The Continuing Glow of Vietnam

By Andrew Lam, with photographs by Catherine Karnow

Twenty years ago, I stepped onto a Hanoi street and into darkness. The electricity was out, and clouds obscured moonlight. The faint smell of incense wafted in the air, and I saw shadows flitting about and red dots spinning in circles on the streets.

My eyes adjusted: Local bicyclists had tied burning joss sticks onto their bikes’ spokes as a way to avoid one another. The heart of Vietnam had turned into a phantasmagorical temple, full of ghosts.

That Hanoi, that city shrouded in incense and shadows, is but a distant memory. Now neon lights up the night. Forty years after war’s end and the country’s reunification and political rapprochement with the West, Vietnam’s population has more than doubled.

Golf courses are replacing rice paddies. New cities have sprouted where only thatched-roof hamlets squatted, and high rises tower in once low-key metropolises like Hanoi, Da Nang, and Ho Chi Minh City. Even longtime residents fail to recognize their own city when they venture downtown.

Hanoi schoolgirls get around on a motor scooter. (Photograph by Catherine Karnow)
Hanoi schoolgirls get around on a motor scooter. (Photograph by Catherine Karnow)

And the place once feared by drafted American GIs has become a bucket-list destination for backpackers, beach lovers, and yes, veterans on nostalgia tours. They come to see mountains veiled in morning fog and sand dunes glittering under tropical sunlight. They come to taste the fragrant cuisine and to enjoy the sultry nightlife. They come to swim in the sparkling sea and to shop for colorful textiles.

I left Vietnam as a child when communist tanks rolled into Saigon and ignominiously ended the Vietnam War for Americans. That was on April 28, 1975. My family fled, among the first wave of refugees. I was 11 years old.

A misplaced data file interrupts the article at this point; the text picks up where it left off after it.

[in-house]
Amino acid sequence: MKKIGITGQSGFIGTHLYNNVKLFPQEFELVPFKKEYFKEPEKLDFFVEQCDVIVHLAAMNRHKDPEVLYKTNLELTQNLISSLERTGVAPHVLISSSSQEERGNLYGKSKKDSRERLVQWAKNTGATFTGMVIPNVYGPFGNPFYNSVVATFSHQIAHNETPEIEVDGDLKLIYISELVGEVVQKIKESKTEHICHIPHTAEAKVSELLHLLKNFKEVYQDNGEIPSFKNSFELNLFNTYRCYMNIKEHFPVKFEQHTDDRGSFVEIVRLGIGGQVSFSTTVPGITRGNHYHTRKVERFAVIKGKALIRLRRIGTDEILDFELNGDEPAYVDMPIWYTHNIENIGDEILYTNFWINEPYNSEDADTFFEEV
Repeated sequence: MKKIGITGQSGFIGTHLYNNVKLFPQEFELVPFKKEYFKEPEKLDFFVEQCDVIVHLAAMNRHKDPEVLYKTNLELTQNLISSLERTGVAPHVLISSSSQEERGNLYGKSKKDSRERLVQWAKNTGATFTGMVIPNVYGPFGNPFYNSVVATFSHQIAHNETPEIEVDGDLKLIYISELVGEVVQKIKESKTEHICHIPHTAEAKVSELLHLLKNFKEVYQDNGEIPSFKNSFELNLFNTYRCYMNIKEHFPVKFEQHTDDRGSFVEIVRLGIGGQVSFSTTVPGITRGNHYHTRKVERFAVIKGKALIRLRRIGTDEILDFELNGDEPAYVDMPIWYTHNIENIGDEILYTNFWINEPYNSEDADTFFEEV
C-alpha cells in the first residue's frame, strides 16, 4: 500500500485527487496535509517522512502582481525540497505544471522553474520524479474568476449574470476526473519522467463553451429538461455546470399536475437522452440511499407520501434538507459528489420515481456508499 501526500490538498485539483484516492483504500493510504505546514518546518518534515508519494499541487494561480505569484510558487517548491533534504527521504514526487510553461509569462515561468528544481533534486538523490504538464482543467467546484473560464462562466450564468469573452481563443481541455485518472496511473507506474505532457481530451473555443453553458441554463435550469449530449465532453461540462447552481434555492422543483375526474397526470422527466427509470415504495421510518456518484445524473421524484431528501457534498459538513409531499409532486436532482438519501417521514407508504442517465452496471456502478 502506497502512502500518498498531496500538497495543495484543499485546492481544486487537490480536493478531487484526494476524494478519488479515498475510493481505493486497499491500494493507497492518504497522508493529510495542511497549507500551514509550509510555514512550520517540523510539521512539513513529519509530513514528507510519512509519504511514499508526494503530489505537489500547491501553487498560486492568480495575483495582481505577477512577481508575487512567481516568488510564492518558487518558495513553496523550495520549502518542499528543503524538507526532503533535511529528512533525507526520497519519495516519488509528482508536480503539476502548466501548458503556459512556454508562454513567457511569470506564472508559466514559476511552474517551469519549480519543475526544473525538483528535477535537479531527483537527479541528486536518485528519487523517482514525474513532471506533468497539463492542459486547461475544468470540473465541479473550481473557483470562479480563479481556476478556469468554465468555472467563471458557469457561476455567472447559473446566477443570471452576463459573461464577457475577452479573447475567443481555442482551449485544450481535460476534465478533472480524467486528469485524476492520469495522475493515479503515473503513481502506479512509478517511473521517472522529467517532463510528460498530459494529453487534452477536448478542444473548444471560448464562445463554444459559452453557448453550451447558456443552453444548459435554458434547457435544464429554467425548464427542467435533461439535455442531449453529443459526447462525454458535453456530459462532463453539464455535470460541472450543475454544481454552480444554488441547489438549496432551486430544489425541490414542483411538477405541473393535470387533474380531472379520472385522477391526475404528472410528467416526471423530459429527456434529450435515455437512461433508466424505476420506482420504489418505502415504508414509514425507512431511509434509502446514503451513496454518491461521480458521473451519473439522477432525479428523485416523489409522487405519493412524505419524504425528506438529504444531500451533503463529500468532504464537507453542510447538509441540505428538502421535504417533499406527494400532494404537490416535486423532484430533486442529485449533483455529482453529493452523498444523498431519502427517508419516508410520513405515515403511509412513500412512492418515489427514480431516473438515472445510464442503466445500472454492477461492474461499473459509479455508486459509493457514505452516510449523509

I grew up and became an American citizen and a writer and journalist. But I have never forgotten Vietnam, and have returned many times to witness my native land emerge from behind the bamboo curtain.

In Hanoi, street barber Bùi Văn Quát not only gives a shave and cut, but also creates art. (Photograph by Katherine Carnow)
In Hanoi, street barber Bùi Văn Quát not only gives a shave and cut, but also creates art. (Photograph by Catherine Karnow)

If stories of bicycles in dark nights, of mud and bent backs and long lines for food rations, formed the bulk of the narrative I told a quarter of a century ago, the story I tell now is an entirely different one—that of a country steeped in modernity and change, and a society integrating with the global culture and economy at a breakneck speed.

In Hanoi, the rusty bicycles have long been replaced with Honda motorcycles. The old quarter, with its narrow streets and historic homes, is now filled with video arcades and karaoke bars, with cafés and shops selling candies and dried apricots. Even the ancient lake of Hoan Kiem shimmers at night, its perimeter strung with lights.

In Ho Chi Minh City, still popularly known as Saigon, you can have your pick: Wander around any small neighborhood and you may still run into old men sitting on small wooden stools in alleys drinking coffee and smoking; or, in the evening, hang out at the Chill Sky Bar on top of the AB Tower to watch the sunset over city boulevards running like golden rivers swift and furious below.

So much has changed, yet my homeland remains an astonishing beauty, a country shaped by mountains and rivers and the eternal sea lapping at her shores. She’s also made up of smiles and laughter, of leisure and of celebrations. What I think is odd for a communist country: Vietnam’s temples and churches are always full of worshippers on religious holidays.